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12 GA vs 20 GA: The Important of Choosing the Right Shotgun Caliber




Choosing the right shotgun caliber is more than just “picking a shell size.” To find that, first, you need to step back and pick the right shotgun. Shotguns come in 10, 12, 16, 20 and 28, and .410 bore. For most practical purposes, however, the two main candidates usually come down to 12 GA vs. 20 GA.

Not all calibers are created equal. Power. Purpose. Strength. Recoil. These are all important factors to consider when deciding which shotgun to invest in. Do you want versatility? Do you want power? Is your plan to use it for home defense, hunting or skeet shooting? Answering these questions will make it easier to narrow down which shotgun, and its respective caliber, is right for you.

ADVANTAGES AND LIMITATIONS OF A 12 GAUGE VS 20 GAUGE

BALLISTICS

Shooters often mistake a 12GA for being more powerful than a 20GA because it shoots pellets more slowly. That’s not true. In fact, while a 12GA can be loaded to higher velocities at the top end, most 20GA shells push as fast as most 12GA shells. The major difference is that a 12GA can fit more and sometimes larger pellets in its shell.

20GA shells have a smaller diameter, so they can’t hold as many pellets as the 12GA. The pellets can fly at a similar velocity, but because there are fewer fired, the shot patterns will be smaller making it harder to hit an animal. In short, a 20GA can do everything a 12GA can, but it requires a little more practice.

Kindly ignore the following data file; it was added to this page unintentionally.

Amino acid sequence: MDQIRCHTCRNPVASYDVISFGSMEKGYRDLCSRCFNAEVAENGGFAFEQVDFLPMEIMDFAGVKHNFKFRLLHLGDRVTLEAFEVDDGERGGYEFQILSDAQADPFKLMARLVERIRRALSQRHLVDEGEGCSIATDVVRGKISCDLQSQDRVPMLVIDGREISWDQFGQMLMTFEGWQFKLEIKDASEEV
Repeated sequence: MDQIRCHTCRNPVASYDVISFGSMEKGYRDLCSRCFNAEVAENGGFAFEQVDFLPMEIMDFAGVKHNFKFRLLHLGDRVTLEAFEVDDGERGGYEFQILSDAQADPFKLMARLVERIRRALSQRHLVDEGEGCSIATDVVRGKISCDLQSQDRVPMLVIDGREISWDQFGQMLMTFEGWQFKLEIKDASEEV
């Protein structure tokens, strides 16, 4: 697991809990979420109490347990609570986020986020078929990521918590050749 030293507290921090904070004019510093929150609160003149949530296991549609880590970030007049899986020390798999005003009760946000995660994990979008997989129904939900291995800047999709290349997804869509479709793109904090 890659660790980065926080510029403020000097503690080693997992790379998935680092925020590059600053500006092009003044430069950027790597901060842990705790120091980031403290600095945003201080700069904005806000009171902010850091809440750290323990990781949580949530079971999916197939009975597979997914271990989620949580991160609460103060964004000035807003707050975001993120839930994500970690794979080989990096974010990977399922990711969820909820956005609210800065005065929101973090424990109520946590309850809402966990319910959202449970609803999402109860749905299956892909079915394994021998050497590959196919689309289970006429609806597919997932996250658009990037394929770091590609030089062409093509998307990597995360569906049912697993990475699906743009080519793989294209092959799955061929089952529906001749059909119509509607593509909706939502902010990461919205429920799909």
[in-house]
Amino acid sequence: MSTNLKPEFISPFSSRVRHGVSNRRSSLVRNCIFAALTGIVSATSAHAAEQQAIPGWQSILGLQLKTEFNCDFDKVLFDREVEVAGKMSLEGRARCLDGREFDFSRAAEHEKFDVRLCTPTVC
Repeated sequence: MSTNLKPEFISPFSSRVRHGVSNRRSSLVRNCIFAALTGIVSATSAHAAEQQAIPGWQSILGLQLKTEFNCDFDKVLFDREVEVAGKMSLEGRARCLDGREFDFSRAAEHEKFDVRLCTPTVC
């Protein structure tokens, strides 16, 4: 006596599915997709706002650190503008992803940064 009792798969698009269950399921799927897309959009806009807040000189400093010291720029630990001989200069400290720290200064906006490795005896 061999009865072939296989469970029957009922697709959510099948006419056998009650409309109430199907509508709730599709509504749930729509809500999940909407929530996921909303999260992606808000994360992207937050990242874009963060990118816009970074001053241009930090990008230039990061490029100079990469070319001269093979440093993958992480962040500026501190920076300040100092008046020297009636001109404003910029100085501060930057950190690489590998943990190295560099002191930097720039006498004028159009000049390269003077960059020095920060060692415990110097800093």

SHOOTABILITY

While larger shotguns like the 28GA can throw more lead down the range, the cost is that they're heavier to handle, with a harder – more painful recoil. The 12GA walks the line between powerful and painful. However, we’re talking about shootability – not comfortability. With a 20GA, recoil is lighter in hunting shells due to smaller payloads. They can also be designed to be lighter and more packable.


VERSATILITY

The 12 GA shotgun is the biggest, most practical shotgun. 12GA guns and ammo are incredibly versatile.  You can load very light loads of small shot in a 12GA hull for targets and game birds like doves and quail, and you can load it up with buckshot and slugs for big game, home defense, and law enforcement use.

The 20-gauge gun also offers versatility, but it doesn’t match the 12 in terms of the heaviest payloads it can handle. 20GA guns come with either 2¾- or 3-inch chambers. 20GA guns are slimmer and often lighter than 12s. Due to its size and weight, they don’t kick as hard as 12s. This makes them popular with younger shooters.


WHICH SHOTGUN DO I PICK?

Now that we’ve broken down each gauge, their strengths, and weaknesses, it all comes down to which one you feel fits your needs. If you’re looking for something light with plenty of versatility – for either hunting or home defense purposes, it sounds like the 12GA might be the shotgun of your dreams. Or, if you’re looking for more accuracy when trying to bag game, or just make a name for yourself in competitive shooting, the 20GA is your right-hand man.


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